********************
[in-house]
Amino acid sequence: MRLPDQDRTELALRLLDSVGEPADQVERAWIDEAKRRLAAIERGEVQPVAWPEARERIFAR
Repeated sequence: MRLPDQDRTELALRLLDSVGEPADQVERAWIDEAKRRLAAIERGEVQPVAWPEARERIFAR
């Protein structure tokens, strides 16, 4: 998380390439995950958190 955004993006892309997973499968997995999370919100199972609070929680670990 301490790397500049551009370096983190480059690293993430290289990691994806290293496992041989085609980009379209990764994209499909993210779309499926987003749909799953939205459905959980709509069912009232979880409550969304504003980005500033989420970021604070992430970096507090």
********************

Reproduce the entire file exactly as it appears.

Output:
[in-house]
Amino acid sequence: MRLPDQDRTELALRLLDSVGEPADQVERAWIDEAKRRLAAIERGEVQPVAWPEARERIFAR
Repeated sequence: MRLPDQDRTELALRLLDSVGEPADQVERAWIDEAKRRLAAIERGEVQPVAWPEARERIFAR
């Protein structure tokens, strides 16, 4: 998380390439995950958190 955004993006892309997973499968997995999370919100199972609070929680670990 301490790397500049551009370096983190480059690293993430290289990691994806290293496992041989085609980009379209990764994209499909993210779309499926987003749909799953939205459905959980709509069912009232979880409550969304504003980005500033989420970021604070992430970096507090």